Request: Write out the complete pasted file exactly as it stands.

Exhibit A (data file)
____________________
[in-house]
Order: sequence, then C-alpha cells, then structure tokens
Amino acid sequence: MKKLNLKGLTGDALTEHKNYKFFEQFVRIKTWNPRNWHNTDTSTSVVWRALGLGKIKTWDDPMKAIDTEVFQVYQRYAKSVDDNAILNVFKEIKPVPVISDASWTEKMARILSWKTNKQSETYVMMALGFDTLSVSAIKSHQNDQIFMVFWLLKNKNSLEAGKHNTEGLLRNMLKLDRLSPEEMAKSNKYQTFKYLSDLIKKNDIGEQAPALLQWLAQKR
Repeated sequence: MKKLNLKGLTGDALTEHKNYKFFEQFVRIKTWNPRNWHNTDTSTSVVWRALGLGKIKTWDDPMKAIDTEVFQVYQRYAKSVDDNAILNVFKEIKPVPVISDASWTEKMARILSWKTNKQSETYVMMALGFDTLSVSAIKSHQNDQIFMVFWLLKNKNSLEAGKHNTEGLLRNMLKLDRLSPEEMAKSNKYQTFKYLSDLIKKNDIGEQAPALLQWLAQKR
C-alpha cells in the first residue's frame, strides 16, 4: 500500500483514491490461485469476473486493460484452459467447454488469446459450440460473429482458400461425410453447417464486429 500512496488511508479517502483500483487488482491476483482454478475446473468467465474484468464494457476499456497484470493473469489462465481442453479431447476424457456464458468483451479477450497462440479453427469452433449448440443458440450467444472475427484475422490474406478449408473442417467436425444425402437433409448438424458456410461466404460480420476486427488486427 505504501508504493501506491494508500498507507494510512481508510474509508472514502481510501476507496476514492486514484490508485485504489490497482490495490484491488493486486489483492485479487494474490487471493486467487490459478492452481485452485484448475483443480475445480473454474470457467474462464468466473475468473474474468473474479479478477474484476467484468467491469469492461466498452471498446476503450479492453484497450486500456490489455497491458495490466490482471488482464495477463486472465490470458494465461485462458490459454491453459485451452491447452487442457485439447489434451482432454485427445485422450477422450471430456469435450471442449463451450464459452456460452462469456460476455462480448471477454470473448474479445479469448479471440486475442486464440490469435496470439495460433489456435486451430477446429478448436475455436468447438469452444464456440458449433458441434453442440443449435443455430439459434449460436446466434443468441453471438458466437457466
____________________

[in-house]
Order: sequence, then C-alpha cells, then structure tokens
Amino acid sequence: MKKLNLKGLTGDALTEHKNYKFFEQFVRIKTWNPRNWHNTDTSTSVVWRALGLGKIKTWDDPMKAIDTEVFQVYQRYAKSVDDNAILNVFKEIKPVPVISDASWTEKMARILSWKTNKQSETYVMMALGFDTLSVSAIKSHQNDQIFMVFWLLKNKNSLEAGKHNTEGLLRNMLKLDRLSPEEMAKSNKYQTFKYLSDLIKKNDIGEQAPALLQWLAQKR
Repeated sequence: MKKLNLKGLTGDALTEHKNYKFFEQFVRIKTWNPRNWHNTDTSTSVVWRALGLGKIKTWDDPMKAIDTEVFQVYQRYAKSVDDNAILNVFKEIKPVPVISDASWTEKMARILSWKTNKQSETYVMMALGFDTLSVSAIKSHQNDQIFMVFWLLKNKNSLEAGKHNTEGLLRNMLKLDRLSPEEMAKSNKYQTFKYLSDLIKKNDIGEQAPALLQWLAQKR
C-alpha cells in the first residue's frame, strides 16, 4: 500500500483514491490461485469476473486493460484452459467447454488469446459450440460473429482458400461425410453447417464486429 500512496488511508479517502483500483487488482491476483482454478475446473468467465474484468464494457476499456497484470493473469489462465481442453479431447476424457456464458468483451479477450497462440479453427469452433449448440443458440450467444472475427484475422490474406478449408473442417467436425444425402437433409448438424458456410461466404460480420476486427488486427 505504501508504493501506491494508500498507507494510512481508510474509508472514502481510501476507496476514492486514484490508485485504489490497482490495490484491488493486486489483492485479487494474490487471493486467487490459478492452481485452485484448475483443480475445480473454474470457467474462464468466473475468473474474468473474479479478477474484476467484468467491469469492461466498452471498446476503450479492453484497450486500456490489455497491458495490466490482471488482464495477463486472465490470458494465461485462458490459454491453459485451452491447452487442457485439447489434451482432454485427445485422450477422450471430456469435450471442449463451450464459452456460452462469456460476455462480448471477454470473448474479445479469448479471440486475442486464440490469435496470439495460433489456435486451430477446429478448436475455436468447438469452444464456440458449433458441434453442440443449435443455430439459434449460436446466434443468441453471438458466437457466